Windows 8 Group Policy changes – Part 1

Group Policy received some major attention with Windows 8. This series in three parts covers the new additions, changes in reporting, and the removed features.

Joseph MoodyMVP By Joseph Moody - Fri, October 5, 2012 - 0 comments google+ icon

Joseph Moody is an admin for a public school and helps manage 5,500 PCs. He is a Microsoft Most Valuable Professional (MVP) in Software Packaging, Distribution, and Servicing. He blogs at DeployHappiness.com.

Group Policy is the life blood of all Windows Administrators. One can easily make the argument that Group Policy is what separates Microsoft’s desktop operating systems from any rival. With Windows 8, Group Policy underwent some small changes and one major alteration. Using and understanding these changes will help ensure success in your environment.

Group Policy and PowerShell

Not only did Microsoft streamline the installation of the RSAT tools by enabling all tools by default but they also included the Group Policy PowerShell cmdlets by default. The 26 cmdlets include all of the basic automation tasks for an administrator. Although most of these cmdlets existed before, Microsoft merged and added to the fold. For those without Advanced Group Policy Management, the Backup-GPO and Restore-GPO will be especially useful.

Overtime, the Group Policy infrastructure can become very complicated. By using Get-GPInheritance and get-GPPermission, an administrator can unravel this complexity. Commands for setting and removing preferences and registry based settings allow for the mass migration of certain GPO settings. For example, an organization with many sites could migrate from Internet configurations set by Preferences to a configuration maintained by registry (ADMX) settings. The complete list of cmdlets is available here.

The Group Policy module within PowerShell ISE

The Group Policy module within PowerShell ISE

Remote GPUpdate

There are several remote GPUpdate tools available. One of my favorite tools is SPECOPS GPUpdate. If you have ever used this tool, you will see that a GPUpdate command is added to Active Directory Users and Computers (ADUC). While this is helpful, one doesn’t edit GPOs in ADUC. So after editing a GPO linked to a certain OU within GPMC, I then have to navigate to that OU in within ADUC. No more! Right clicking on any OU (within GPMC) will allow you to execute a remote GPUpdate. So that issues do not occur, this GPUpdate will run within a 10 minute refresh interval. As a note, this option doesn’t appear when right clicking on the domain.

Remote GPUpdate

Remote GPUpdate

A remote GPUpdate can also be issued with the new Invoke-GPUpdate Cmdlet. Although it isn’t as clear cut as right clicking an OU, you can eliminate the delay in minutes. In the example below, all computers in the Accounting OU will run a GPUpdate immediately.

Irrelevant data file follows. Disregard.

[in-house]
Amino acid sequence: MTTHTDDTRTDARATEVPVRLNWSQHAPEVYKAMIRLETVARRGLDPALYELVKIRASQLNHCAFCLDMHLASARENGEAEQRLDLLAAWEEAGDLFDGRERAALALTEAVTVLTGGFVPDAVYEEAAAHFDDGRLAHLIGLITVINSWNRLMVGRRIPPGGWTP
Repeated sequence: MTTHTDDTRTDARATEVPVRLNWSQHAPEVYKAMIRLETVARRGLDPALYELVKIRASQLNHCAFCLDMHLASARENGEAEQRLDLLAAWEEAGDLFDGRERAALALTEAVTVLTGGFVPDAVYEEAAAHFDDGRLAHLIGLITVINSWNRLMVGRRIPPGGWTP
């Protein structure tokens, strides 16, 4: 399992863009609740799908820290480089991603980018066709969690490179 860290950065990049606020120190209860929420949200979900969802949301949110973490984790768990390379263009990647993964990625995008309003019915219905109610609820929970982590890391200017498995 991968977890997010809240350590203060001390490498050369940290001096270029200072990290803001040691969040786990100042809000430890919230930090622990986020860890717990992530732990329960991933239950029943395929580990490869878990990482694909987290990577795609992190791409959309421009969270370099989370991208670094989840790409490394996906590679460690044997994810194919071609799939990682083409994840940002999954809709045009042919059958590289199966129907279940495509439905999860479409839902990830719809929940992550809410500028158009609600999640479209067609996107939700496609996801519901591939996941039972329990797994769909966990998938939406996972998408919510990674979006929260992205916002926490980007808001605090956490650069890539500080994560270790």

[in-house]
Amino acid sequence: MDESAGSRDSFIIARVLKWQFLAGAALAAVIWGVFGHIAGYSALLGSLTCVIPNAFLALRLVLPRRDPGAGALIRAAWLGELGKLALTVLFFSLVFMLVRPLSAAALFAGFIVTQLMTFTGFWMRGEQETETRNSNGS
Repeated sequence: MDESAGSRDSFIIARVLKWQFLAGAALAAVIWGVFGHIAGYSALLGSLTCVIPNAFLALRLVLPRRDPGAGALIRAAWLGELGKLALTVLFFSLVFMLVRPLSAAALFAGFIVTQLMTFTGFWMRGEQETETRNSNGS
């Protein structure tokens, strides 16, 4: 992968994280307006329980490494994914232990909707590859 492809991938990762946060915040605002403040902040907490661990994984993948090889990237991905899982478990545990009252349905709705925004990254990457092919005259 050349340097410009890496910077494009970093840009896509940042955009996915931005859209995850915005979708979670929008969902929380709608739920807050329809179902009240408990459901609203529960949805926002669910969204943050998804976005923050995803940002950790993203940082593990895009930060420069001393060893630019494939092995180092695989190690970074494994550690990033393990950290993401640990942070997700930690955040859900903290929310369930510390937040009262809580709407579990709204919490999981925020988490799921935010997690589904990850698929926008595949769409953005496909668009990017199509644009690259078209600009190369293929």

Get-ADComputer –filter * -Searchbase “ou=Accounting, dc=Contoso,dc=com” | foreach{ Invoke-GPUpdate –computer $_.name –force –-RandomDelayInMinutes 0}

Additional information can be found here. The Invoke-GPUpdate works by creating a scheduled task on the remote computer.

The ten minute time is set in the Trigger portion of the task

The ten minute time is set in the Trigger portion of the task.

 Group Policy Results

The reporting engine for Group Policy has certainly come a long way, especially remembering that the dedicated Group Policy service is just a few years old. With Windows 8, Microsoft added the following information to a Group Policy report:

  • The connection link type (slow or fast)
  • The status of inheritance (blocked or unblocked)
  • The status of loopback (disabled, enabled in merge mode, enabled in replace mode)
  • The processing time and status of each Client Side Extension (CSE)
  • Special alerts for GPOs with certain components disabled or mismatched

The excerpt above highlights certain GPOs meeting a special alert

The excerpt above highlights certain GPOs meeting a special alert.

 When a specific CSE, such as Software Installation or Group Policy File Preferences, fail, a Group Policy report will show detailed event log information on that CSE.

And when Group Policy infrastructure fails, everything fails

And when Group Policy infrastructure fails, everything fails.

Honor the fallen

Several components within Group Policy have been removed:

  • NetMeeting Administrative Templates
  • Ability to send a message/email with an Immediate Task
  • Internet Explorer Maintenance

I doubt if the first one will be missed. The second one can mostly be substituted. The third one seems to still be widely used; mainly because it continues to work. Organizations can use the GP search feature to find GPOs containing IE Maintenance settings. To find suitable replacements for certain IE Maintenance settings, see this article.

In my next post I will discuss more changes in Windows 8 Group Policy.

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